and/or itching of the eyes
Beta Carotene, B-2, B-3, B-9, B-12, C,
D, E, Alpha Lipoic Acid, Amino Acids, Calcium,
Chromium, Copper, Cysteine, Glutathione, Quercetin,
Rutin, Selenium, Zinc, Dehydration,
general toxicity (esp. high levels of lead, mercury, iron, cadmium),
lactose intolerance. Smoking and Steroid use can cause cataracts,
as can an excess of vitamins C or E.
(inflammation/redness of the whites of the eyes)
of the eyelids (granulated eyelids)
circles under the eyes
C, E, Selenium, Zinc, EFAs, Magnesium, Bioflavonoids
||C, E, Potassium
B-9, C, Amino Acids
High sugar or alcohol consumption is dehydrating.
Dry eyes, Xerophthalmia
B-6, B-t, B-9, B-12, C, E, EFAs, Potassium, CoQ10, Water.
General toxicity and dehydration worsen it (as does a staring habit,
or a low blinking rate.)
tearing of the eyes
spots in visual field
(Also known as Muscae Volitantes)
Carotene, C, E, Calcium, Copper. General toxicity or Vitamin C overdose
can lead to floaters.
(abnormal pressure in eyes that damages the optic nerve. Normal
pressure is 12-22 mm Hg; 23 and higher may be problematic.)
(esp B-1, B-3, B-12), C, E, Alpha Lipoic Acid, Bioflavonoids, Choline,
CoQ10, Magnesium, EFAs, Quercetin, Zinc
High blood sugar can contribute to Glaucoma.
contribute to Glaucoma.
of the eye
||A, D, E,
Quercitin. Insufficient exposure to sunlight
|Keratoconus / Conical
||A, C, E, Lutein, Magnesium,
|Loss of peripheral
Carotene, A, B-2, B-3, B-6, B-12,
C, D, E, Alpha Lipoic Acid, Bioflavonoids,
Cysteine, Chromium, Copper, CoQ10, EFAs, Lutein,
Manganese, Quercetin, Selenium, Taurine, Zeaxanthin,
General toxicity, smoking, lead exposure, vitamin C or
E overdose, high iron levels and high blood sugar can contribute
to Macular Degeneration.
Diets high in refined oils lead to ARMD. (video)
||C, E, Bioflavonoids
B-9, D, E, Calcium, Chromium.
A diet high in refined sugars can also play a role in developing
myopia. Lack of outdoor time (use of distance vision) also contributes.
Lutein, Zeaxanthin, Zinc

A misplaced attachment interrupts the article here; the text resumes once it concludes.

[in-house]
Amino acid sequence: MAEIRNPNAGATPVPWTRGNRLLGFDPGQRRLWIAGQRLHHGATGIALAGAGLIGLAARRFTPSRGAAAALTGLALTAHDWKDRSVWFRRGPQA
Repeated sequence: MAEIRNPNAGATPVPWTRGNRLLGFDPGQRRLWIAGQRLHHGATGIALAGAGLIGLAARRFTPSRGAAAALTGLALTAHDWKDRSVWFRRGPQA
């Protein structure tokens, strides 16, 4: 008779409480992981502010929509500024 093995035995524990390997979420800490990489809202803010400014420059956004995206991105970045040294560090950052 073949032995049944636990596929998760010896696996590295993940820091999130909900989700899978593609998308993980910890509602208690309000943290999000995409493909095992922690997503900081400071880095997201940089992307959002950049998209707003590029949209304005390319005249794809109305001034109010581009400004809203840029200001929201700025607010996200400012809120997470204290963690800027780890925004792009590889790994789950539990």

Rosacea (painful, burning, feels like foreign body in eyes)
especially B-2, enzymes
(sensitivity of the eyes to light)
('middle age sight' farsighted, resulting in a need for reading
B-2, B-6, C, E, Glutathione, Iron, Selenium, Zinc.
Highly fluctuating or high blood sugar levels can contribute to
||C, E, Bioflavonoids
detachment or retinitis
General toxicity and Vitamin C overdose can lead to retinal detachment.
(pigment clumps at the back of the eye)
C, E, Alpha Lipoic Acid, EFAs, CoQ10, Cysteine, Taurine, Lutein,
on the eyelids
D, Calcium, Chromium, GABA, Magnesium, Tryptophan, Zinc
of the eyelids or swelling under the eyes
Iodine (causing sluggish thyroid)
to produce tears
E, Bioflavonoids, EFAs, CoQ10, Zinc
Degeneration / Detachment
Excess of Vitamin C, Zinc and/or Vanadium can contribute.
also found and reported that the food-obtained-folate (B-9) appears
to be far more effective in protecting eye and
visual function than the shelf-life-assured pharmacological form
found in vitamin bottles."
Benjamin C. Lane, O.D.
effect of diet on the quality of the tearfilm, especially for
contact lens users.)
This page is for educational and information purposes only. It
is not intended to be or replace a medical diagnosis. Sources
are listed below. This page is not 'FDA approved', so read
at your own risk. However, no preservatives were added and it's
dolphin safe... (anyway, please read the disclaimer)
These are the sources of the information presented on this
- Neal Adams, M.D. (Recommended nutrition book, by an ophthalmologist.)
Self Test Nutrition Guide - Cass Igram, D.O.
Nutrition and the Eyes, Volumes I-III - Bill Sardi
Smart medicine for your eyes - Jeffrey R. Anshel, O.D.
Natural Eye Care, an Encyclopedia - Marc Grossman, O.D., L.Ac.
& Glen Swartwout, O.D.
Nutrition in Eye Health and Disease - Stanley C Evans, Ophthalmic
Nutritionist & Orthoptist
Sunlight can Save your Life - Kane
Zime M.D., M.S.
Nutrition, Health & Disease - Gary Price Todd, M.D.
The Power Behind your Eyes - Robert Michael Kaplan, O.D.
Nutrioptom.com - Dr. Benjamin Clarence Lane, O.D.
Super Immunity - Joel Fuhrman, M.D.
National Institute of Health, Office
of Dietary Supplements
What Doctors Don't Tell You, June 2013 (Macular Degeneration,
The Epidemiology of Eye Disease - Johnson, Minassian, Weale, 1998